Doesn’t Remind Me

Denver scene, detail

I was painting in the studio the other day, jamming to Audioslave, when I heard a familiar verse -

"I like studying faces in a parking lots, Cause it doesn't remind me of anything."

- lyrics to their song "Doesn't Remind Me" which is so appropriate in the way I've trained myself to see, as an artist.

As I have stated before, in order to see the visual world objectively, the artist must work to disassociate from himself/herself from preconceived ideas of whatever their subject matter is. The artist observes the world as if they have never seen it before, so as to avoid any visual bias and ultimately distortion of the subject matter. 

The end-result from seeing something that "doesn't remind me of anything," enables me to find more abstract relationships between shapes, values, and colors that set the stage for my own artistic expression.


Last week, I attended an artist reception at The Colorado Women's Chamber of Commerce. The event, titled All That Jazz, featured my work along with three other Colorado artists. I was the only painter; the other artists were photographers and the work on display centered around the theme of jazz. The reception was very enjoyable with food, wine and a jazz band.

I met my L there. I was a little nervous and tense when I first arrived. After a little conversation with L and a glass of wine, we circulated a bit through the crowd to the area where the band was. As I listened to the music, I took in the shape of the instruments, the sounds, the textures of the evening. I tried to visually capture moments for future paintings. I finally relaxed and we circulated back into the group to meet people.

There was one woman who really fascinated me. She appeared to be well connected in the CWCC network and was introducing various people to one another. When she met me and discovered I was ‘the painter,’ she immediately knew I must be a bass player. I was shocked and gratified- few people take the time to deduce that I am also a musician, but I never had anyone able to pinpoint my instrument of choice through my paintings.

I left the reception satisfied. Not only were my paintings well received, but knowing that I was able to, subliminally, effectively communicate with somebody else through my art without the aid of words… well, words alone just won’t suffice to explain my feelings.


I was driving to the gym today, flipping through radio stations trying to get a decent song to play when I found Nirvana's "Lithium" playing. I cranked up the volume and proceeded to happily sing along while furiously rocking out behind the wheel. During the instrumental lead-in, I looked up in my rearview mirror and found a woman driving her car behind me, bobbing her head in time with the song. "Could it be? Could it finally be?" I thought to myself.

As music is my other passion from art, I have developed a lot of habits to keep it at the forefront of my life. In addition to actually playing it, I often find myself singing along when I can and for the times I can't, I find myself moving or lip-synching lyrics (usually in the car). As I'm driving, I'll occasionally peer into other vehicles to see if anybody else is grooving to their tunes. I've always thought it'd be a kick to look over and see somebody else jamming to the same song. I've waited years for this to happen... and today it did.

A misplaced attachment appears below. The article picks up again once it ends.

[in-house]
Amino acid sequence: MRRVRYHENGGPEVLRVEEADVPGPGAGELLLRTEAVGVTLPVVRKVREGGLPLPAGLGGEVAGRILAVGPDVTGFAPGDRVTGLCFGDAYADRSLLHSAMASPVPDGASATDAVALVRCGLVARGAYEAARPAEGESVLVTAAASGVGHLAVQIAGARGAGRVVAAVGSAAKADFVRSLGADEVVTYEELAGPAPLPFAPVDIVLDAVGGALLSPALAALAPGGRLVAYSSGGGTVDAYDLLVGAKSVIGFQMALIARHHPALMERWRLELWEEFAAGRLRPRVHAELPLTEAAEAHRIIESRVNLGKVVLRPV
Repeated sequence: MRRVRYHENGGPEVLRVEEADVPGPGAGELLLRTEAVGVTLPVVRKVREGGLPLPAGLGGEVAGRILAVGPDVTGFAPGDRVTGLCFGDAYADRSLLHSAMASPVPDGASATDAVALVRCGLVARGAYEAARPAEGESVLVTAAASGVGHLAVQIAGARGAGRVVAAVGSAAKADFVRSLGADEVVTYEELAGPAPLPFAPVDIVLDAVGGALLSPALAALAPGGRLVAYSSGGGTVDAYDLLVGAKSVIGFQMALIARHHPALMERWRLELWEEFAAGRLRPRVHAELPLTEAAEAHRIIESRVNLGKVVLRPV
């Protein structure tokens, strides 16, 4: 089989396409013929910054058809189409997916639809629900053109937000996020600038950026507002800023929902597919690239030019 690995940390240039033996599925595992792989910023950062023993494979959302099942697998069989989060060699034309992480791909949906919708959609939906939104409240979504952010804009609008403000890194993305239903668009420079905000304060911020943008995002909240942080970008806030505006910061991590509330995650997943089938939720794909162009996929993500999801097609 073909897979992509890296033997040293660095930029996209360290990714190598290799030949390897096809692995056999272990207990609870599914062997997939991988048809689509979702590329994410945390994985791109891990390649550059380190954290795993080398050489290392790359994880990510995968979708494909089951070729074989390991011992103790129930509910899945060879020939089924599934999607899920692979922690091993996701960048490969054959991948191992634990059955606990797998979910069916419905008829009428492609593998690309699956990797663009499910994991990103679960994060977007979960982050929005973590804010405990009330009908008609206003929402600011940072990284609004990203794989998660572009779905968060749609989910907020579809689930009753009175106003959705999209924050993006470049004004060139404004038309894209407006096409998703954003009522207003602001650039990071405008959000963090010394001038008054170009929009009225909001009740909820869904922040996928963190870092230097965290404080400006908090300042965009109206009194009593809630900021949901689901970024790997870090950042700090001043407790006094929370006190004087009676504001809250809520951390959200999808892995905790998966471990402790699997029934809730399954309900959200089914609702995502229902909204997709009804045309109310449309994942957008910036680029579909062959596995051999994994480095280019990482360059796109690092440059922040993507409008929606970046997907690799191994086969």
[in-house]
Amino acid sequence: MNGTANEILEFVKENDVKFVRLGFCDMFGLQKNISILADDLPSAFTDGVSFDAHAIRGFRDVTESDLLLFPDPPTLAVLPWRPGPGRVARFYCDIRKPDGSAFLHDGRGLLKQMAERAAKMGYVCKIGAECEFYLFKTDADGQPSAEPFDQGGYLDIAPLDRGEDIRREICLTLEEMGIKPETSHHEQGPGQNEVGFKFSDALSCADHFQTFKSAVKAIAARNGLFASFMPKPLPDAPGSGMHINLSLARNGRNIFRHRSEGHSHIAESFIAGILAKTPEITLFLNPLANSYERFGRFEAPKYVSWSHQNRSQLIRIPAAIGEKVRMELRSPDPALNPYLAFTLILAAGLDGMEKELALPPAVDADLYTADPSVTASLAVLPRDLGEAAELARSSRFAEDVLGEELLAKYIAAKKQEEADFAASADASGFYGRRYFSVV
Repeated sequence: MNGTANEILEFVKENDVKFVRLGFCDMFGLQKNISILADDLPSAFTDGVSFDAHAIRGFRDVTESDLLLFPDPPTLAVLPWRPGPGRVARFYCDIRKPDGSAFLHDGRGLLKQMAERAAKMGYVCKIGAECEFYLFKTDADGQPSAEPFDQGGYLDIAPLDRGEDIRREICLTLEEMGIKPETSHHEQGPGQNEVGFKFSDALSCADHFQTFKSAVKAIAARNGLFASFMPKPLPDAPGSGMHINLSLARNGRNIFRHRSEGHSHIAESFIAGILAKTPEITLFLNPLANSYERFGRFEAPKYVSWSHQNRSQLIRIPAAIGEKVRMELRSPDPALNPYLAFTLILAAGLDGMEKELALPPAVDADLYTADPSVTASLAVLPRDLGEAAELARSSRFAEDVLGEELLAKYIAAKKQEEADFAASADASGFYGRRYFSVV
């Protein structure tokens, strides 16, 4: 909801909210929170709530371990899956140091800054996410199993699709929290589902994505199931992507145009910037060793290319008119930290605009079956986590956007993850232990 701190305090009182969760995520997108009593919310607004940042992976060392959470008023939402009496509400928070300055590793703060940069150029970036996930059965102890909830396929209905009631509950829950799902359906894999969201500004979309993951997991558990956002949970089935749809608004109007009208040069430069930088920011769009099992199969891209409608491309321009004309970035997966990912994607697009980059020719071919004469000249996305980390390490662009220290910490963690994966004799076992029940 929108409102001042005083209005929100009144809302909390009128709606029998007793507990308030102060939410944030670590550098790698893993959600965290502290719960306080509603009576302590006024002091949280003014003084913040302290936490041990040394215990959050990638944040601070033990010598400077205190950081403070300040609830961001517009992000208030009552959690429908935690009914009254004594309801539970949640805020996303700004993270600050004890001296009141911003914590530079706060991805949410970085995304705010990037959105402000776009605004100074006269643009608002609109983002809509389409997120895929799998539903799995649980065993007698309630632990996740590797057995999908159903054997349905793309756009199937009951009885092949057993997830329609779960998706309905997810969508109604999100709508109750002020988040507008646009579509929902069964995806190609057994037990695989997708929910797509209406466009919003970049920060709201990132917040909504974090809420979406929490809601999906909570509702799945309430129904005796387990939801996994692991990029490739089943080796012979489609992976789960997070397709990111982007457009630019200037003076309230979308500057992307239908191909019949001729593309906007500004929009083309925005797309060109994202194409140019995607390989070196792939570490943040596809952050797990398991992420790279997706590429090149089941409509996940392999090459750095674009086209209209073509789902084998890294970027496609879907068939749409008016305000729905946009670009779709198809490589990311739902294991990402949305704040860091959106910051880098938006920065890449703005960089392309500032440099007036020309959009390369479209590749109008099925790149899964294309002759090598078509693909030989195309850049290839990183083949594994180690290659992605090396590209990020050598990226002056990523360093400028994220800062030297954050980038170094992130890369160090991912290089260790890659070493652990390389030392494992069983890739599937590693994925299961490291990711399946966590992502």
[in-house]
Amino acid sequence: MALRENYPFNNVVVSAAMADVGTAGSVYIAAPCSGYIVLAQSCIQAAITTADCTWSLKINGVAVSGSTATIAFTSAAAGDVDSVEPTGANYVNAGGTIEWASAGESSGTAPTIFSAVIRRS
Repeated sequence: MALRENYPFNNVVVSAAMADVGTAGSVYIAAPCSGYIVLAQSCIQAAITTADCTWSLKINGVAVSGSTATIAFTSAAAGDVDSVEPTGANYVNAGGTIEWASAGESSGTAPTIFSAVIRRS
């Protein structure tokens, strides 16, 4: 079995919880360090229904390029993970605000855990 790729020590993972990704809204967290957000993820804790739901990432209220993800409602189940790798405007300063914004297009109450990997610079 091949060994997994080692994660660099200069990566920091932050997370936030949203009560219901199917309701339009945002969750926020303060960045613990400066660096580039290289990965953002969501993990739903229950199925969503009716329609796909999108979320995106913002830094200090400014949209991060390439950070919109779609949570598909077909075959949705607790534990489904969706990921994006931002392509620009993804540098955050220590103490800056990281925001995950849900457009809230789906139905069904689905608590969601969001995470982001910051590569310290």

As I continued to rock out to Nirvana, I kept an eye on the rearview mirror and sure enough, when Cobain's voice came back on, the woman in the car behind me and I were both mouthing the words... in synch! Yes!!! A rush of warm fuzzies ran through me as the song continued, "I'm so happy, 'cuz today I found my friends..."

I wondered if she was aware that I was listening to the same song too, but it didn't really matter- the dream was realized, leaving me to ponder another simple pleasure. Our paths soon diverged, and I turned off the street to go my way as the song went on.

For The Record

Whilst I was painting the other day, I was enjoying a playlist of CDs by Beck that I had set up in chronological order. Usually, when I'm painting, I tend to favor a particular artist for about a month, recharging me through their musical catalog which, in turn, serves as an inspiration for my art. I like hearing the progression of an artist and how they evolve over each release through changes and refinement of their sound. I pondered the career of a musical artist- as they come up new material, record it and ultimately release it onto an album- and I thought how much my process has become like this.

First, I'll come up with some ideas- stories that represent a specific time in my life, either technically, conceptually or visually. After the canvasses have been prepared and their perfect white surfaces reflect the glow of my studio lights, I can see the possibility of perfection and delve into the process of my craft. The series of paintings are worked together for one to three months at a time. Over this period of time as each painting progresses, it teaches me something that I can apply to another work and helps maintain the harmony of the bigger picture- the overall "sound" for my upcoming release of new material.

This is such a larger concept than I had originally envisioned for this blog and I'm torn between blowing it out into a novel... but I think for now, it has served its purpose and I'll look to write more about it in the future.